The Barnett shale has now been sufficiently well developed that production has now peaked and is recognized to now be in slow decline, though that rate is projected to accelerate.

Figure 3. Projected decline in Barnett shale production (assuming continued drilling). Note the steep decline rates for new wells. (Bureau of Economic Geology)

There is also sufficient information such that, for example, such industrial stalwarts as the Oil and Gas Journal are confirming some of Art’s earlier predictions. A current article examines the economics of the Barnett shale development under DFW airport, first undertaken in 2009 following a lease agreement in 2006. The article examines the economics of the operation in which the airport has made over $300 million. Chesapeake, who drilled 110 wells on the property out of an anticipated 330 originally projected, has recovered some 104 bcf, but the undiscounted all-in cost is calculated at $7.21/kcf. While that was viable in 2008, when gas prices were north of $9.00/kcf it becomes quite a burden when they are down around $3.35/kcf. The loss to the operator is reported to be more than $300 million.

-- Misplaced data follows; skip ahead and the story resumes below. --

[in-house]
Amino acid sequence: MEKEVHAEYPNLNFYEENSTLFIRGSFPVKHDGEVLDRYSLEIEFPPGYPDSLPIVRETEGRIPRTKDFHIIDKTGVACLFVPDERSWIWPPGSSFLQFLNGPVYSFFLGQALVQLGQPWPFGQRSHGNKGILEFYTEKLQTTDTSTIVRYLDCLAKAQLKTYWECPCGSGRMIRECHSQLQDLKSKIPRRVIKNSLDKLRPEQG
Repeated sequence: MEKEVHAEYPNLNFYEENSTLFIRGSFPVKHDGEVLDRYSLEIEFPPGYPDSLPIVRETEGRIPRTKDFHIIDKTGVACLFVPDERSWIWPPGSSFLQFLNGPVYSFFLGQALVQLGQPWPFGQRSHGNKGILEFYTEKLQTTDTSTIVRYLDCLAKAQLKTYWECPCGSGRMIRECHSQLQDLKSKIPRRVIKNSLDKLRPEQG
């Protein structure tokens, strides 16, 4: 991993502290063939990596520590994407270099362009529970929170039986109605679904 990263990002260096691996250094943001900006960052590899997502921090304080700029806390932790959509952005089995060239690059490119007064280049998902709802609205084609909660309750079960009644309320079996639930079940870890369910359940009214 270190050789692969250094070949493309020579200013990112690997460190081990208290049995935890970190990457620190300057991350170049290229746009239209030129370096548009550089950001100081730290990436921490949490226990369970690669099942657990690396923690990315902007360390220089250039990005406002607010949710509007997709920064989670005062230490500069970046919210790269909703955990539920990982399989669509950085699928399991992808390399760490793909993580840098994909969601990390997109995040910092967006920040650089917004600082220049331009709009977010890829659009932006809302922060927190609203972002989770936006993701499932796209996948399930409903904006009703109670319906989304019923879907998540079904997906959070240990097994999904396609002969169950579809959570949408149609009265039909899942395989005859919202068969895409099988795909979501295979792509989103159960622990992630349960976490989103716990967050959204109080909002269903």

These relatively poor returns on investment might not be so disproportionate in Europe where there have been potentially similar shale deposits found in countries such as the UK and Poland. Art has however already reviewed the British Bowland shale projections, suggesting that only 3% of the natural gas estimated to be in place may be recovered. While this is still a respectable number it falls short of the more optimistic numbers that, among others, Bishop Hill has collated. And while Bjorn Lomborg has estimated that this could bring as much as $10 billion a year into the British economy by 2020, this is all at a point where Egdon hopes to sink its first well into the formation at the end of next year. Cuadrilla Resources drilled their first well last year and now plans a six-well exploration program, but it has been suggested that it will be at least a decade before any significant gas production is available.